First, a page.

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Hospital in Kenema, Sierra Leone, West Africa June 2014 photo by Leasmhar
The West African Ebola outbreak dominated headlines in 2014, but the evolutionary lens required to truly understand how infectious diseases emerge to become epidemics was rarely included in the media coverage. Instead we’ve moved on, now we read about chikungunya, MERS, and Zika… but these dangers are all linked by the evolutionary arms race that shapes people and pathogens. Here we consider how the human-animal interface, viral evolution, and human social networks each played a role in the spread and suppression of the largest Ebola epidemic in human history.
Ebola is not adapted to humans… Ebola is likely adapted to bats, although this has not been demonstrated conclusively. If bats are the natural host of Ebola virus (i.e. the reservoir for the pathogen), then, via some interaction with bats, whether direct or indirect (such as contact with their feces or with fruit that an infected bat has chewed on), the virus can “jump” or “spillover” into a new species. Ebola virus likely causes little or no damage to bats because of a long-term interaction between the host (bats) and the virus. However, Ebola virus is often deadly to other species, including humans, chimpanzees, and gorillas.
Hypsignathus monstrosus by G.H. Ford 1861
A new pathogen that jumps or spills over into humans from an animal reservoir causing high mortality has gotten the silver screen treatment in Outbreak, Contagion, and in And the Band Played On. Aside from scientists being excessively stylie with great lighting and lightning fast equipment- these films do give a sense of the helplessness, panic, and difficulty in identifying the source of a pathogen, how it evolves, and how to treat and prevent infection. Ebola virus has been an intermittent zoonosis (a disease transmitted to humans from other animals) for some time. Until recently, however, it typically caused relatively small and localized outbreaks that were contained and/or “burned out” such that there were no new patients to infect. This end to the outbreak often occurred when villages quarantined infected people while surrounding villages blocked entry to prevent the spread of the disease.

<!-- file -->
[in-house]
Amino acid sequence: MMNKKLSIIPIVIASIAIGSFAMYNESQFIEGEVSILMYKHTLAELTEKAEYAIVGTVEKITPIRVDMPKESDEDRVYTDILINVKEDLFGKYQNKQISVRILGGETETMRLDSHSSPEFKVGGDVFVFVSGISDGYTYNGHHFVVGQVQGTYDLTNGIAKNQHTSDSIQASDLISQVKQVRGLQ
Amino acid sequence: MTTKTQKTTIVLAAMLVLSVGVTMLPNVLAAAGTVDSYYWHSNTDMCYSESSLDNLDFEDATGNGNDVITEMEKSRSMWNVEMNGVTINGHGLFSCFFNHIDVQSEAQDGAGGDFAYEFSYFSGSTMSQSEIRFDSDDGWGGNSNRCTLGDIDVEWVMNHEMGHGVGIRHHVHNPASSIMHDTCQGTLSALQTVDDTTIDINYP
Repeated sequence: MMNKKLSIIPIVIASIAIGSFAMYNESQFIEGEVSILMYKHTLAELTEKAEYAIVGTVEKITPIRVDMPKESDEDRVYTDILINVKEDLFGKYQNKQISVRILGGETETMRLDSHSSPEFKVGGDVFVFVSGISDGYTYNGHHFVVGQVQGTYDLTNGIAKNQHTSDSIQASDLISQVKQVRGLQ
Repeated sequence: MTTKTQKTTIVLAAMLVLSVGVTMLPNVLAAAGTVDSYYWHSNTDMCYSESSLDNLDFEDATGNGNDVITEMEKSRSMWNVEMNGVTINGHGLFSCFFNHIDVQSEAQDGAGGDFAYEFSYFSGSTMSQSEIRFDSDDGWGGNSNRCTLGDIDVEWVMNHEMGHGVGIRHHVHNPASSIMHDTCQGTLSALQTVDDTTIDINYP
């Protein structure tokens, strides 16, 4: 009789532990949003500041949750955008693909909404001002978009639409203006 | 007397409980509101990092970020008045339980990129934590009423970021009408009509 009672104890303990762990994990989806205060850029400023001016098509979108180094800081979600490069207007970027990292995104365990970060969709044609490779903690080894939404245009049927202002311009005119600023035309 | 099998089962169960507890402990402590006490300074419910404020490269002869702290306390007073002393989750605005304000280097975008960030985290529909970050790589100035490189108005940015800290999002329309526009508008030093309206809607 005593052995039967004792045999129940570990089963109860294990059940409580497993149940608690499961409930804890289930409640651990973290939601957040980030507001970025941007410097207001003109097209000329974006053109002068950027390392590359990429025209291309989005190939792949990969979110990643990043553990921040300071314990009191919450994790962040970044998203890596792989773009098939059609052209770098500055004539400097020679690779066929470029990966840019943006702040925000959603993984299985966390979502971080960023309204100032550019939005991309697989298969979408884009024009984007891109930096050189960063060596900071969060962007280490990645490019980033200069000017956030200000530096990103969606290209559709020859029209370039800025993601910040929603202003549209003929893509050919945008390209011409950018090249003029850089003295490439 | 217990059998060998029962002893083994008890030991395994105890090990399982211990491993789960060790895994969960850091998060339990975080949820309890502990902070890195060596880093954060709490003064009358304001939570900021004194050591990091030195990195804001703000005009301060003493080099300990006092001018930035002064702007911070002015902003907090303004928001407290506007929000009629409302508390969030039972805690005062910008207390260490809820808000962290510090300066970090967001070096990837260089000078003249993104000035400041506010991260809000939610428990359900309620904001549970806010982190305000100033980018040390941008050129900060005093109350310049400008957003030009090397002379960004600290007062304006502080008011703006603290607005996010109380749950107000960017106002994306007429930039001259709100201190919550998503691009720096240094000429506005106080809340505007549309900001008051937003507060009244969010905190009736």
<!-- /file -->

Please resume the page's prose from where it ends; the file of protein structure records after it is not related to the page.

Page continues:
We all want to change the world…but if you are a virus whose world (i.e. host) changes, then you have to evolve to survive. Because of the unprecedented and devastating scale of this Ebola outbreak, scientists were able to study the disease unlike ever before, observing how the virus evolved and developing tools and knowledge to anticipate its evolution in the future.
Ebola Researchers at Fort Detrick, MD in 2014 photo by Army Medicine
How has the virus changed over the course of this large outbreak? One concern has been that Ebola virus might change its manner of transmission (i.e. to become airborne) or adapt to humans such that it becomes endemic. So do we see adaptive changes in the virus? What are the patterns of transmission? Most of the discussion has focused on whether the virus is adapting to humans rather than whether it might change its mode of transmission (which is unusual and unlikely).